The COVID-19 Pandemic Breast Cancer Consortium suggests up-front surgery only for T1N0 HER2-positive breast cancer, but the Johns Hopkins approach also favors up-front surgery for small T2 (≤3 cm) N0 disease, with the goal of de-escalating adjuvant systemic therapy if early stage is confirmed pathologically. If surgery reveals pathologic T1aN0 disease, adjuvant chemotherapy/HER2-targeted therapy is not recommended, given low recurrence risk.
“For individuals found to have more extensive disease after up-front surgery, we recommend standard adjuvant chemotherapy/HER2-targeted therapy with docetaxel/carboplatin/trastuzumab ± pertuzumab,” they advise.
After completion of neoadjuvant chemotherapy/HER2-targeted therapy, surgery should be performed within 6 weeks. If surgery is not available, additional cycles of HER2-targeted therapy is recommended until surgery is available.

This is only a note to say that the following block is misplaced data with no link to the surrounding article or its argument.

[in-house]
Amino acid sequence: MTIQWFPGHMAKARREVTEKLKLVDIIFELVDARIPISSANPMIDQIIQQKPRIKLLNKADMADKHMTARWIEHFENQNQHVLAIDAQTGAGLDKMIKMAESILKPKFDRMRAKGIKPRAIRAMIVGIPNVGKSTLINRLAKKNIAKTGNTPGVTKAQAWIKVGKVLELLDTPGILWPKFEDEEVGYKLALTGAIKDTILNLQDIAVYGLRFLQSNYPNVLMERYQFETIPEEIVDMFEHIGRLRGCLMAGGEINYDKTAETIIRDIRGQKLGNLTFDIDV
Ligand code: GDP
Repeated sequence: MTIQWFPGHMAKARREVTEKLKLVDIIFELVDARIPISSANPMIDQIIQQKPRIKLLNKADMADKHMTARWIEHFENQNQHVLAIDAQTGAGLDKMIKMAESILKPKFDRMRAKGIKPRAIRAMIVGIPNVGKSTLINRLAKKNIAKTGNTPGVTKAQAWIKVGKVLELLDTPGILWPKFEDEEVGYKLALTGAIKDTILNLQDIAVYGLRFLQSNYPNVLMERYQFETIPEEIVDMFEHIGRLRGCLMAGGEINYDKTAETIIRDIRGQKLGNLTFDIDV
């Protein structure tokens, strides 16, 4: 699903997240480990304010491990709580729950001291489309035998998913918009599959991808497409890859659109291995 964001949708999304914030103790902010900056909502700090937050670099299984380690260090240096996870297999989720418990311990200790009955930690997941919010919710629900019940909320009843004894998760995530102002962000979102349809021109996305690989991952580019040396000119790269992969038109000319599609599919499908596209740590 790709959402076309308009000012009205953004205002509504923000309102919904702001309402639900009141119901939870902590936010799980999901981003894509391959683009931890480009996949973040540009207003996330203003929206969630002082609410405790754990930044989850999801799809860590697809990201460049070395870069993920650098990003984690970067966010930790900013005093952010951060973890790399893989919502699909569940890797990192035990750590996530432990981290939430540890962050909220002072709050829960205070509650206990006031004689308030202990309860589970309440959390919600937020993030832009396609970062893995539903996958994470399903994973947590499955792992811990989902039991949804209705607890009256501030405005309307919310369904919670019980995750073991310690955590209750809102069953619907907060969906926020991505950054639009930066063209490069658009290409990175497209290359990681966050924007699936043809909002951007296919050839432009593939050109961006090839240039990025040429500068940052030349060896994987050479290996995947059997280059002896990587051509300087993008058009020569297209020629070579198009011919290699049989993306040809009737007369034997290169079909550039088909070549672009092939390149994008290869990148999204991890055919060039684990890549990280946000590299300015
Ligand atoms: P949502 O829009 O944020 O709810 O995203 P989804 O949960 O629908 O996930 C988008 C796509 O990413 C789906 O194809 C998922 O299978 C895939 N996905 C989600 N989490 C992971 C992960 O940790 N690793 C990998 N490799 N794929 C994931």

For hormone receptor (HR)-positive breast cancer, up-front surgery, if available, is preferred for clinical stage T1-3 N0 with low-risk biologic features. If up-front surgery is not available, neoadjuvant endocrine therapy can be initiated and surgery delayed for up to 12 months.
Up-front surgery is also considered for newly diagnosed clinical stage T1-3N1 or T4N0-1 HR-positive breast cancer with low-risk biologic features, but if up-front surgery is not available, “we consider genomic profiling on the core biopsy specimen,” the authors wrote. “If genomic profiling confirms low risk, we favor neoadjuvant endocrine therapy for up to 6 to 12 months; if it indicates high risk, we consider neoadjuvant chemotherapy.”
For patients with HR-positive breast cancer with high-risk biologic features, up-front surgery is favored for clinical stage T1-3N0-1 or T4N-0 disease, but if surgery is not available, neoadjuvant therapy is recommended with genomic profiling to clarify tumor biology to aid in the choice between neoadjuvant endocrine therapy and neoadjuvant chemotherapy.
ESMO issues own prioritization criteria for breast cancer